Bill Walton... on Lance Weir

I want to spend more time with my best friend, Lance Weir.

Lance is from Walnut Ridge, Arkansas. He was named after Lance Alwoth---one of the greatest all-around athletes that our country has ever known. Lance Alworth was nicknamed Bambi—because of his incredible abilities to bound effortlessly over this most bountiful land.

Lance Weir grew up immersed in the culture of sports---both as a participant and spectator. He loved all that it gave him—a sense of accomplishment, self-esteem, and being part of something special, with grander horizons that he could ever imagine on his own.

Like Lance Alworth, Lance Weir went to college in Arkansas, and kept chasing his dreams, using all the elements that sports taught him---discipline, sacrifice, focus, determination, persistence and perseverance. From college, Lance Weir became a U.S. Marine—where he was also a champion—an expert marksman with a wide variety of weapons.

But then one day, Lance got hurt. And things have never been the same since.

It was 22 years ago that Lance broke his spine. He has been sitting in a chair as a quadriplegic ever since.

I met Lance 13 years ago. And my life has never been the same since either.

Lori and I first met Lance when he came to San Diego to connect with his first service dog, Satine.

When I was down, with my spine, and was at the bottom, and was going to kill myself, Lance would come over and sit by my bed. He would ask me what I did to stay so positive.

When we found the right equipment and people through the CAF, we were able to help Lance get a new bike—a special one-of-a-kind bike that would allow Lance to get out with the guys, to be on a team, to feel the wind, the sun and the sweat, to be free, to be independent, and to be on his bike.

Lance’s bike requires a lot to get him, and it, going. It needs a pilot in front and often warriors on the wings to push from behind when things get really hard, on the climb.

Andy Boyd, Chase’s dad, stepped right up and immediately said, “I’ll take care of this.” Andy Boyd has already given up everything in his life for his son, Chase. Andy would do anything for Chase to be able to ride a bike like Lance can.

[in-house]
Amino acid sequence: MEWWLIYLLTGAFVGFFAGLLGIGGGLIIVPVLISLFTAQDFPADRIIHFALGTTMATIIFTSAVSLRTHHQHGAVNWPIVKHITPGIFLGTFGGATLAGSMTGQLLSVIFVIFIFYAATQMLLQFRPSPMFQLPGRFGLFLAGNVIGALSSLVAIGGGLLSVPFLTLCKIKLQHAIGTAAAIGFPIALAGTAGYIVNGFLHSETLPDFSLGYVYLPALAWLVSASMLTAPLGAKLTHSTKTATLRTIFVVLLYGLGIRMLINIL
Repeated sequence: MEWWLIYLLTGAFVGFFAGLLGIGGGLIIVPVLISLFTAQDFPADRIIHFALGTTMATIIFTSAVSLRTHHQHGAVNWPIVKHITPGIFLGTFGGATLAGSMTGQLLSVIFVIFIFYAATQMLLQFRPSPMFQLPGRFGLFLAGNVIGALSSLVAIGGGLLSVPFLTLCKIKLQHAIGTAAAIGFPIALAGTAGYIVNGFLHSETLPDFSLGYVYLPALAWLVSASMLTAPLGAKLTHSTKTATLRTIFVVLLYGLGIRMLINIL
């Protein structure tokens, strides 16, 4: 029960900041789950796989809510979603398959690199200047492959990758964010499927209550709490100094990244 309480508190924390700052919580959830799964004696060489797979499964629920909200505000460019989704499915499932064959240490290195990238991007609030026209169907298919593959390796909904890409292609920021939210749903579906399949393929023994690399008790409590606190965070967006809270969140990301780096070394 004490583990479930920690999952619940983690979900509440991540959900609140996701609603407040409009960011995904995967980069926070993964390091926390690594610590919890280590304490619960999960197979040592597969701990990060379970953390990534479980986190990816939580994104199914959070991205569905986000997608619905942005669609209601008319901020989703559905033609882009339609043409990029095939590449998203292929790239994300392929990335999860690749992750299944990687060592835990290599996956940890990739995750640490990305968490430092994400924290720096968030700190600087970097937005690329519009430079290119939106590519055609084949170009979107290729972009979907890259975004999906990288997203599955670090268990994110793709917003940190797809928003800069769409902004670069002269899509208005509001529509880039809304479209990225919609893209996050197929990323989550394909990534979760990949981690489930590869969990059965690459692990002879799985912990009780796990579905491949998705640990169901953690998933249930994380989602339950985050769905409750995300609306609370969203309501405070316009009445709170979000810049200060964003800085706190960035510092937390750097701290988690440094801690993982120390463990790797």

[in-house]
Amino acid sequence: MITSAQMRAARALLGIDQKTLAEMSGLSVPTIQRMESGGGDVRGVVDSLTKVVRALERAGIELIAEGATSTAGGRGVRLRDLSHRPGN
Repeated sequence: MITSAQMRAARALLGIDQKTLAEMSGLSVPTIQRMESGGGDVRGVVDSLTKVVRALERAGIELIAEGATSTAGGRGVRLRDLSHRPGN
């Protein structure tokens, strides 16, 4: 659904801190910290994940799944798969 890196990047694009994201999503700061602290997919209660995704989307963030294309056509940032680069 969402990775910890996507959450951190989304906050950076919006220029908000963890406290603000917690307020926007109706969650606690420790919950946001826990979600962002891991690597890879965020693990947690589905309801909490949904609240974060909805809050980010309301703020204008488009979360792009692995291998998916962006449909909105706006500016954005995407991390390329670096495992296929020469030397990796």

Andy spearheads Lance’s bike team, the way that Maurice Lucas always did for us.

I have been riding my bike my whole life—or so I thought. It wasn’t until I started riding with Lance that I began to understand what riding a bike is really all about.

On one of the CAF MDC rides from San Francisco to San Diego, Lance was having a big day on his bike. The whole team was out there, following Andy and Lance’s lead and command.

We were pulling into Santa Barbara after a long, hard, hot, 120-mile day, down the coast of California.

I caught up, and slid into the wing-formation to try to help push a little bit.

I went down, big time. I broke my leg, broke a few ribs and smashed my elbow.

From the ground, I rolled over and looked up. Lance and Andy and the rest of the team just kept on going, never looking back.

I was never so happy, and proud, in my entire life.

Satine, has now passed on. Her ashes are buried in our back yard at the base of the Buddha Fig tree planted in her honor. The tree's heart shaped leaves are a direct reflection of the magnitude of Satine’s love for life—and Lance.

Lance has a new service dog now—Auggie. Every time that we stop on our bike rides, to change pilots and get fresh legs up front on the Lancer-cycle, Auggie jumps right into the chair, and signals that he’s ready to go.

We’ve built a new bike for Lance now, better and faster. And he is doing things today that no one with his level of disability has ever even tried.

Lance Weir just finished the Silver State 508, which puts him in the same league as Lewis and Clark, and John Wesley Powell.

The last few years I've taken to calling Lance Weir the ultra endurance athlete of millennium—and I'm starting to think that that is now a significant understatement.

We’re just getting started here. And I’ve got a lot of work to do

Thank you Lance, for showing us what life is all about and what we all might be able to do one day with our own. 

We love you Lance—-more than words can tell. 

Enjoy the ride. And roll on forever.

Bill Walton